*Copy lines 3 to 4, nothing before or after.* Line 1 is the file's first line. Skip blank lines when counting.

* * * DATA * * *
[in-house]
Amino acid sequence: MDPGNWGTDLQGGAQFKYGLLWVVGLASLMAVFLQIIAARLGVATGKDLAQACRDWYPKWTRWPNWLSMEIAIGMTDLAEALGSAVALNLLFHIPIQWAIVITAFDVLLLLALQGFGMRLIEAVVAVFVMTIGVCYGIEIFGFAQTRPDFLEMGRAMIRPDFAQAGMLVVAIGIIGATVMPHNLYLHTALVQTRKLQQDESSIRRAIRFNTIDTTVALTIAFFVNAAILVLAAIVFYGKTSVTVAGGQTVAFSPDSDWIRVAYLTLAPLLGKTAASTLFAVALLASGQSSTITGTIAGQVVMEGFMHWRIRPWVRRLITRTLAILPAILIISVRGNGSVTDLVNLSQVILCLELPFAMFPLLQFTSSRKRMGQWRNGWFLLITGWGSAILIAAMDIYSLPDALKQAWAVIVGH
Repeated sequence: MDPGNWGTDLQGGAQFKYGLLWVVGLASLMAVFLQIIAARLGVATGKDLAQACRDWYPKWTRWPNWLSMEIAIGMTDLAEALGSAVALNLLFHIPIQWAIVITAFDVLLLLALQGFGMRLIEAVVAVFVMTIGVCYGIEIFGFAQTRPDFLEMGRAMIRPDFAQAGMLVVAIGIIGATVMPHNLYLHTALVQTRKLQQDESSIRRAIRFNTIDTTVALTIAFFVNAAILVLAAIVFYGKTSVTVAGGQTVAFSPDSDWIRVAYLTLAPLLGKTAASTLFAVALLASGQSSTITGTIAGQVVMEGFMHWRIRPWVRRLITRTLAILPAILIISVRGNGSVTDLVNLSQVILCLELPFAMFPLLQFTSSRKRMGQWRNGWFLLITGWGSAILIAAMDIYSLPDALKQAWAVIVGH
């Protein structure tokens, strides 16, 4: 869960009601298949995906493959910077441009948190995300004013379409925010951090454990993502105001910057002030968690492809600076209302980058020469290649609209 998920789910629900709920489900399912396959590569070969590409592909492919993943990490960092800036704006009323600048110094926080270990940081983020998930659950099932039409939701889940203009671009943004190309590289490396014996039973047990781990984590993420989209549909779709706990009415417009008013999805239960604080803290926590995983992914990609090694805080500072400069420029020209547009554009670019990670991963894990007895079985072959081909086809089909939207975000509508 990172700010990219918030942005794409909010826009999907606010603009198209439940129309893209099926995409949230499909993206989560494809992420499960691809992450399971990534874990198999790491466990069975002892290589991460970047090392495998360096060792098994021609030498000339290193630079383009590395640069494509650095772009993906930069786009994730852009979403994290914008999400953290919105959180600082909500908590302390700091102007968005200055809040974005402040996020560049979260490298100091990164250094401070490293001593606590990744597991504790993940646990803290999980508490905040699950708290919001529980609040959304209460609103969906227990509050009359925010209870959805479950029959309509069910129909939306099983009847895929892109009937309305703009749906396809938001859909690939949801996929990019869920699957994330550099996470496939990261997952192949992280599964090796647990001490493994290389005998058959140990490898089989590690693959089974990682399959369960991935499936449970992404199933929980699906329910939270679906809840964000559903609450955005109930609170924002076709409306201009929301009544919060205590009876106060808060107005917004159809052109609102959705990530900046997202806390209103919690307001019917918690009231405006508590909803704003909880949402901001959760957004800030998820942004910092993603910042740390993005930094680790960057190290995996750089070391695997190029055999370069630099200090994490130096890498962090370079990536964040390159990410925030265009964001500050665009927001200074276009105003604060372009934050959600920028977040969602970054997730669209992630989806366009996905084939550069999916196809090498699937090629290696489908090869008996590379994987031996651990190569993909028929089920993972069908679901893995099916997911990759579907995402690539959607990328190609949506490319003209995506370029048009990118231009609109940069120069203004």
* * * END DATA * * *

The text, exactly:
Repeated sequence: MDPGNWGTDLQGGAQFKYGLLWVVGLASLMAVFLQIIAARLGVATGKDLAQACRDWYPKWTRWPNWLSMEIAIGMTDLAEALGSAVALNLLFHIPIQWAIVITAFDVLLLLALQGFGMRLIEAVVAVFVMTIGVCYGIEIFGFAQTRPDFLEMGRAMIRPDFAQAGMLVVAIGIIGATVMPHNLYLHTALVQTRKLQQDESSIRRAIRFNTIDTTVALTIAFFVNAAILVLAAIVFYGKTSVTVAGGQTVAFSPDSDWIRVAYLTLAPLLGKTAASTLFAVALLASGQSSTITGTIAGQVVMEGFMHWRIRPWVRRLITRTLAILPAILIISVRGNGSVTDLVNLSQVILCLELPFAMFPLLQFTSSRKRMGQWRNGWFLLITGWGSAILIAAMDIYSLPDALKQAWAVIVGH
């Protein structure tokens, strides 16, 4: 869960009601298949995906493959910077441009948190995300004013379409925010951090454990993502105001910057002030968690492809600076209302980058020469290649609209 998920789910629900709920489900399912396959590569070969590409592909492919993943990490960092800036704006009323600048110094926080270990940081983020998930659950099932039409939701889940203009671009943004190309590289490396014996039973047990781990984590993420989209549909779709706990009415417009008013999805239960604080803290926590995983992914990609090694805080500072400069420029020209547009554009670019990670991963894990007895079985072959081909086809089909939207975000509508 990172700010990219918030942005794409909010826009999907606010603009198209439940129309893209099926995409949230499909993206989560494809992420499960691809992450399971990534874990198999790491466990069975002892290589991460970047090392495998360096060792098994021609030498000339290193630079383009590395640069494509650095772009993906930069786009994730852009979403994290914008999400953290919105959180600082909500908590302390700091102007968005200055809040974005402040996020560049979260490298100091990164250094401070490293001593606590990744597991504790993940646990803290999980508490905040699950708290919001529980609040959304209460609103969906227990509050009359925010209870959805479950029959309509069910129909939306099983009847895929892109009937309305703009749906396809938001859909690939949801996929990019869920699957994330550099996470496939990261997952192949992280599964090796647990001490493994290389005998058959140990490898089989590690693959089974990682399959369960991935499936449970992404199933929980699906329910939270679906809840964000559903609450955005109930609170924002076709409306201009929301009544919060205590009876106060808060107005917004159809052109609102959705990530900046997202806390209103919690307001019917918690009231405006508590909803704003909880949402901001959760957004800030998820942004910092993603910042740390993005930094680790960057190290995996750089070391695997190029055999370069630099200090994490130096890498962090370079990536964040390159990410925030265009964001500050665009927001200074276009105003604060372009934050959600920028977040969602970054997730669209992630989806366009996905084939550069999916196809090498699937090629290696489908090869008996590379994987031996651990190569993909028929089920993972069908679901893995099916997911990759579907995402690539959607990328190609949506490319003209995506370029048009990118231009609109940069120069203004």